The Best Heroes and Villains
(Excerpt from Complete Boot Camp for Fiction Writers)
Motive: The ‘Glue’ of Your Story.
So you have a great story idea. The organic conflict between your hero and villain is priceless, the applied conflict will unfold brilliantly. Whoo hoo you. But did you ever wonder why should my hero even stick around for the fight of his life? Maybe he’d prefer to wander over to Micky D’s for a burger and fries and call it a day. It would be simpler, for sure. Probably way less expensive….. He doesn’t even like the villain, frankly.
The answer to keeping your hero and villain engaged is motive. Motive is the glue that keeps your characters in the game. And the motive had better be a powerful one to see your characters through the pressure cooker you have planned for them, right?
If nothing is keeping your hero and villain together, there is no conflict, and again, there is no story. There must be a reason, a motive that glues these two characters together until the conflict between them is resolved. You must build into your story compelling reasons for your characters to stick with the task at hand.
Glues that Work:
1/ Duty–Character(s) are compelled by professional or moral duty to fight the good fight. (The Last of the Mohicans, Pride and Prejudice)
2/ Location–They are confined together by circumstances and cannot leave one another.(Enemy, Mine, Life of Pi)
3/ Goal–Same goal (prize, win, treasure, prestige, honor). The old ‘two dogs; one bone’ scenario. (Indiana Jones & …, The Pink Panther)
4/ Revenge–Payback for past injury, loss, envy, embarrassment or insult; an ego thing. (Trading Places, 9 to 5)
5/ Love–In defense or protection of a loved one. Very powerful. (The Notebook, Harry Potter)
6/ Honor–In defense of land, country, tradition. Also very powerful. (How the West was Won, High Noon)
Writing Tip: The Best Villains:
The best villains are the ones who could have been a hero if they had chosen a different path.
Show that path choice, that misstep. Can you think of where Michael Corleone made his first step onto a different path? He becomes a corrupt, cold and isolated human being in the end, but we care so much for him, because we see his human side, his betrayers and his betrayals in return and violence that compels action and reaction. We witness his life being sucked away into darkness, see his slow demise. Knowing how he started, watching him abandon each of his ideals, this is heartbreaking to watch. If you were to ask what Michael wants, the answer would be to keep his family safe in a world of corruption. Ask what Michael really wants, the answer would be to live an ordinary, mainstream life separate and away from the family. Michael is actually both the hero and the villain in this story. This is why The Godfather is so riveting. Michael is irrevocably changed by the events of the story.)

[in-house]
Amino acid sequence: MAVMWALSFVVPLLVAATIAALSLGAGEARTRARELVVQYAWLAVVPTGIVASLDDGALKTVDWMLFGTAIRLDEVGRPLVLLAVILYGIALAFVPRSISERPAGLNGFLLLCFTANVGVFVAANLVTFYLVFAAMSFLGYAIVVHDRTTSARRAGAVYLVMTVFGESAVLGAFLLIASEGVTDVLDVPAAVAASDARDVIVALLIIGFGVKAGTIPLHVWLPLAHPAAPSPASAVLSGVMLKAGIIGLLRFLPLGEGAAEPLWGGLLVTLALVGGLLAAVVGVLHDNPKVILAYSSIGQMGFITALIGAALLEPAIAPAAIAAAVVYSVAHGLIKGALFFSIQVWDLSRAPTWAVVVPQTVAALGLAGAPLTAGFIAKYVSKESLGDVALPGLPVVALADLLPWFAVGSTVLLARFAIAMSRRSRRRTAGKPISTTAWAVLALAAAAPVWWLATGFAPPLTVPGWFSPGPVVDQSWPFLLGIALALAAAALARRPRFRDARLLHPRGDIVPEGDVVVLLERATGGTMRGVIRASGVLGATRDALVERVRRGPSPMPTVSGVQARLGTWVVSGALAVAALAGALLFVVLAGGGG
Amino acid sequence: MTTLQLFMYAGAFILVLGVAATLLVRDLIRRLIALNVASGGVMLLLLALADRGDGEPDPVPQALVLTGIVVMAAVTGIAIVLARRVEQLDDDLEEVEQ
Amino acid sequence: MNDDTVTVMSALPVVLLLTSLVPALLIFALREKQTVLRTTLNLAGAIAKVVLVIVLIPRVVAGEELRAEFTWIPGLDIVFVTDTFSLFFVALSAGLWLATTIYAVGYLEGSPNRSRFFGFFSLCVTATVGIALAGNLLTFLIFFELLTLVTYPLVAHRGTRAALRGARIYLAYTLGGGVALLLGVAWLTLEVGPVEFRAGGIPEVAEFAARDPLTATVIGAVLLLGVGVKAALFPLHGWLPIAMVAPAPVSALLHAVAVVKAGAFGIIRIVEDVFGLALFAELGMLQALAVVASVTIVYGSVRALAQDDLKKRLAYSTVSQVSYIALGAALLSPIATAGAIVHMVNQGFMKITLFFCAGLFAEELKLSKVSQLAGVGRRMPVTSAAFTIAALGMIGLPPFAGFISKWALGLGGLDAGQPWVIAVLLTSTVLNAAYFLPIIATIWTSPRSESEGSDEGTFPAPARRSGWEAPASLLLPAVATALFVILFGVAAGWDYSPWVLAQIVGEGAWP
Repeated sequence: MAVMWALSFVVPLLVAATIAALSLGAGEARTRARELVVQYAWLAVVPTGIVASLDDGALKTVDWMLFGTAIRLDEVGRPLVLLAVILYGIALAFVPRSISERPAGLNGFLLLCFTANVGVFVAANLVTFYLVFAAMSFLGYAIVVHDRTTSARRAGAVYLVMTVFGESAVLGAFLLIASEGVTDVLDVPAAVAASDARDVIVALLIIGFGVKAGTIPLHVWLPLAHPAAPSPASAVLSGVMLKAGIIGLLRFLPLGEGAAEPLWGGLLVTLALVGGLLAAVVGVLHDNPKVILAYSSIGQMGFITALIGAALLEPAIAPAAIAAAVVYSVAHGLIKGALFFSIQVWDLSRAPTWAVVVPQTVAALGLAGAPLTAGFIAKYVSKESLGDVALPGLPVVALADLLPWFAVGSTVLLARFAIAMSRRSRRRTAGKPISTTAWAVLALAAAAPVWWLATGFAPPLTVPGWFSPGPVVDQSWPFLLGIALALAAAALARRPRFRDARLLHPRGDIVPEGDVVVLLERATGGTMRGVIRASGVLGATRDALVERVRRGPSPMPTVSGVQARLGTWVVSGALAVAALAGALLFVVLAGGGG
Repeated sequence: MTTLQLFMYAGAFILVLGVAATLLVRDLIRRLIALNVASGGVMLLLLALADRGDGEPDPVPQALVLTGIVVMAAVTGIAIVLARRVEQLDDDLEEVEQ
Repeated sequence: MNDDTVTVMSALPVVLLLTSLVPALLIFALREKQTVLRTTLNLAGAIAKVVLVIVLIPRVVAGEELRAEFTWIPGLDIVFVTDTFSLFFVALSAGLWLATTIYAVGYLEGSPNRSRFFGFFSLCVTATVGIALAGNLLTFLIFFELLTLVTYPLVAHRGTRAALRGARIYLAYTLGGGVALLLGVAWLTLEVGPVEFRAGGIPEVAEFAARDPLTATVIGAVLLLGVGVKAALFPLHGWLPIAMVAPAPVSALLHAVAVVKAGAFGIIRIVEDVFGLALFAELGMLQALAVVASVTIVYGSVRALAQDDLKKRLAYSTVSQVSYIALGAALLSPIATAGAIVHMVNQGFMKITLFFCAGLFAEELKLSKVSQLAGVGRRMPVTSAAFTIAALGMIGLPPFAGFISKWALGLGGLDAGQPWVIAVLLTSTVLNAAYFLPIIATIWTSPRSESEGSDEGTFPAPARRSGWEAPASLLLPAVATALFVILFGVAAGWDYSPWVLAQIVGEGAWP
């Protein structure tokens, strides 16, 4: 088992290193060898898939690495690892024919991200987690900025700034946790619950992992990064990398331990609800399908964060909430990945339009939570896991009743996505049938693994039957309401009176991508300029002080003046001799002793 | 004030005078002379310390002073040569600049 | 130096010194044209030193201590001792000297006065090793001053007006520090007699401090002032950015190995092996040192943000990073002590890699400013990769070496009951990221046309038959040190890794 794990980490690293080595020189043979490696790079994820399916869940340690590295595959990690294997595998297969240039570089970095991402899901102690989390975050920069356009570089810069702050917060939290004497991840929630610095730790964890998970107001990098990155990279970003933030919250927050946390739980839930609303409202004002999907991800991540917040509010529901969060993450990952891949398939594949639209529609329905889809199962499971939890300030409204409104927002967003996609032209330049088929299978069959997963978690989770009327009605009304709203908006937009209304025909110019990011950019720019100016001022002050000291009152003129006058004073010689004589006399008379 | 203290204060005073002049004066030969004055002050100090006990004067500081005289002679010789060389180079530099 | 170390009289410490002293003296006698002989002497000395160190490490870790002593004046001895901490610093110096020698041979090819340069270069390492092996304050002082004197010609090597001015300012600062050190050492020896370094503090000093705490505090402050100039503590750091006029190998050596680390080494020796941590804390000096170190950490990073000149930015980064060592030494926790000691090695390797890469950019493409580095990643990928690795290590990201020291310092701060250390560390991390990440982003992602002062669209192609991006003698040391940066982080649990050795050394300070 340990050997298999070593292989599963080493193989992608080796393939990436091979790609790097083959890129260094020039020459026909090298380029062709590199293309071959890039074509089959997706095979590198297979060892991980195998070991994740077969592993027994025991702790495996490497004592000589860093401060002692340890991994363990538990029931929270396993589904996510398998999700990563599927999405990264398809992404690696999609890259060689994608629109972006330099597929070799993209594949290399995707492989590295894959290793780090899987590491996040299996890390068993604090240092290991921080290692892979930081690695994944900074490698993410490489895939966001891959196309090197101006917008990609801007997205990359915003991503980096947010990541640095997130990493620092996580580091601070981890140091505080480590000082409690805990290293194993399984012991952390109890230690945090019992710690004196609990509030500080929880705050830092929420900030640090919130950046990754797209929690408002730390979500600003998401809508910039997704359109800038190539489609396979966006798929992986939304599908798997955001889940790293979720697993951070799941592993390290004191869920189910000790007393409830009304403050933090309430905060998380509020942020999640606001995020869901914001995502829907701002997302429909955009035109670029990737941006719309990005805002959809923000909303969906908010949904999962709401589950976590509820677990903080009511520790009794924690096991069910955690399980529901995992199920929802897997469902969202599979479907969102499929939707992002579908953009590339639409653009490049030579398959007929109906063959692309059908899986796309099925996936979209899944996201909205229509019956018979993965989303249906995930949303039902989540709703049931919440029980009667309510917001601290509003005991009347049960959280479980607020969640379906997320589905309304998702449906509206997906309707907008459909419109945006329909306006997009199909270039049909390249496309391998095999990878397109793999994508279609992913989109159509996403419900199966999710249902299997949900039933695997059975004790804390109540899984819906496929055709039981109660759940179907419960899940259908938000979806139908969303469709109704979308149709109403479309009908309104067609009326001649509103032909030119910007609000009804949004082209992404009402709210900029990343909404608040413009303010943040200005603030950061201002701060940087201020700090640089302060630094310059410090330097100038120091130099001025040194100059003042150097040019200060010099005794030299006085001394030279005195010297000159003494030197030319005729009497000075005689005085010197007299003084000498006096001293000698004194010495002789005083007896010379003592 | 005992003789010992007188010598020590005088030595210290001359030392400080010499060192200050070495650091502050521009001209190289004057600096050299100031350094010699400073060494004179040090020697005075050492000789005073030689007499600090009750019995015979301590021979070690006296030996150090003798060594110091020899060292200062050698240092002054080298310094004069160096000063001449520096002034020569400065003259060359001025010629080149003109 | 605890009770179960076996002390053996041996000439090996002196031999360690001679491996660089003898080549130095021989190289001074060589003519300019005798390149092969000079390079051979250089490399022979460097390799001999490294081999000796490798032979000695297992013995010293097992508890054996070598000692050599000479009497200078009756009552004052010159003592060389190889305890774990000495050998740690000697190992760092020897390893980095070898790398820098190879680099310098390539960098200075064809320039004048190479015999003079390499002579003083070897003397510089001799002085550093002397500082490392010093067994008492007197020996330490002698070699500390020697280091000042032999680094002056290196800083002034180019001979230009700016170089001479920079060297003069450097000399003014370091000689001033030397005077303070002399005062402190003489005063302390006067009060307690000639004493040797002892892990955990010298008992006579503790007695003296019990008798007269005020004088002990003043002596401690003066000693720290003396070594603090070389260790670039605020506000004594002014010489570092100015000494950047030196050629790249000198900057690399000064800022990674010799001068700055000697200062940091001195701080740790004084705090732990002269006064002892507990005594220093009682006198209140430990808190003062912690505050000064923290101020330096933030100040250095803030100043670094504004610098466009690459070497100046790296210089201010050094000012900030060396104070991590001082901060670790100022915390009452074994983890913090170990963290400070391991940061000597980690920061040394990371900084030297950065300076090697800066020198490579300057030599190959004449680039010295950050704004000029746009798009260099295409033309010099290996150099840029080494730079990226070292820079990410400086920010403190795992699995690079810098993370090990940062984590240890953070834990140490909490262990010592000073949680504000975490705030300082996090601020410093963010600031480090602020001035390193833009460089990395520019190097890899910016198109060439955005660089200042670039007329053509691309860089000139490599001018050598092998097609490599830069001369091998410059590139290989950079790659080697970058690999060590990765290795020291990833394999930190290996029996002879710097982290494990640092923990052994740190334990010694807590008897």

A more human villain strengthens your story every time.
The stronger your opposing character, your villain, is, the better your story. While creating your villain, ask yourself what is his ‘super power’ and how does this help him get what he wants. Like your hero, your villain should have an Outer Story and an Inner Story: what he wants and what he really wants. Attention paid to your villain will pay off in a more intense, believable struggle and reader engagement.
Other ways to create a well-rounded villain:
- Show moments of vulnerability
- Place him in jeopardy
- Make him, for a time, the under-dog, the long-shot, the one no one believed in
- Give him hardships
Writing Tip: The Best Heroes:
The best heroes are those who are the most human. Invincible, perfect, confident and unshakable heroes are distant, unrealistic and most importantly, unrelatable. Your reader won’t be able to connect with this hero and live out their actions through the events you have set up in your story.
I’ll let you in on a little secret.
Your reader, as they follow along in your story and your hero’s struggle to do good work in this world is imagining herself doing these things: being the hero, making these choices, saving the world, falling in love with the dangerous man, solving the perfect murder mystery, escaping the tyrannical despot with the two orphaned children, breaking the code in time to save the battalion, and on and on. If all these events are ho-hum, work-a-day, finished up before their first coffee events to your impossibly perfect hero, your readers will drift away.
By reading your story, your reader is living vicariously through your hero’s adventures. Make that hero human, above all else; as human as your reader. Give your hero an Outer Story and an Inner Story by answering the questions: what does she want and what does she really want? By making your hero human, you make their heroic choices and acts that much more exciting and tentative, and actions your reader will be experiencing along with your characters. Will she or won’t she? Can she or can’t she?
Other ways to create a well-rounded hero:
- Show moments of vulnerability
- Place her in jeopardy
- Make her, for a time, the under-dog, the long-shot, the one no one believed in
- Give her hardships
Noticing something here? A little déjà vu, perhaps? I knew I wouldn’t slide this past you. Your hero and villain should be a good, solid match for one another–the light and the dark side of the same coin works amazingly well–with plenty of glue keeping them in the struggle. The push and pull should be strong, the outcome not at all predictable.
Keep your reader turning those pages ….